Just 53 new accountable care organizations joined the Medicare Shared Savings program for the Jan. 1 start date, which is significantly less new entrants compared to previous years.
There are now 517 ACOs in the Medicare program versus in 2018 when there were 561 ACOs. The drop in new participants follows a recent trend from six months ago when only 66 new ACOs joined. By comparison, in 2018, 124 new ACOs entered the program and in 2017, 99 new ACOs joined.
The National Association of ACOs blames the changes to the Medicare ACO program for the recent drops in participation. In late 2018, the CMS finalized an overhaul of the program that requires ACOs to take on downside financial risk sooner after years where most organizations were risk averse.
"If interest in ACOs dwindles, then doctors and hospitals will fall back into a fragmented, fee-for-service system, and any momentum to transform our health system will be lost," said Clif Gaus, president and CEO of the National Association of ACOs, in a news release.
Although 16% of ACOs left the program in 2019, more than 40% of those participants will be in a different ACO this year, according to CMS Administrator Seema Verma in a Health Affairs blog post. About 11.2 million Medicare beneficiaries are assigned to an ACO, which is higher than last year when 10.4 million were covered.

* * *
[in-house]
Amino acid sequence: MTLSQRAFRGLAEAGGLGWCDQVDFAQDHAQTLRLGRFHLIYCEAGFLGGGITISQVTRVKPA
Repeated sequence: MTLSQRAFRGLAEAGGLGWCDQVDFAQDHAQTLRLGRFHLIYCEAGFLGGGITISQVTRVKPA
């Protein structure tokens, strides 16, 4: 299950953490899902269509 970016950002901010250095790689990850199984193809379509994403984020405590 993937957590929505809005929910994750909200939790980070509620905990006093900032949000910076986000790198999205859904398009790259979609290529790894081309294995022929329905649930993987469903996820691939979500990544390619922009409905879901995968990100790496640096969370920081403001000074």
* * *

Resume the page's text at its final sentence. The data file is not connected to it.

Additionally, more ACOs joining the program are choosing to take on downside financial risk, Verma said.
Of the 517 ACOs, 63% are in tracks that don't require them to take on financial risk sharing. The remaining 37% of ACOs are in tracks that require them to take on two-sided risk. By comparison, in 2018, 82.6% of ACOs were in Track 1.
The growth of ACOs in risk-sharing tracks this year likely shows that the participants who decided to stay in the program are serious about taking on down-side risk, which is ultimately a good thing for the program, said David Muhlestein, chief research officer at Leavitt Partners. There were likely ACOs in the program that didn't belong there because they had no intention of moving to downside risk. By forcing ACOs to take on risk eventually, the CMS is likely getting a stronger pool of participants ready and willing to do so.
"Just looking at the (lack of growth) doesn't tell the whole story about what's going on with the ACOs," he added.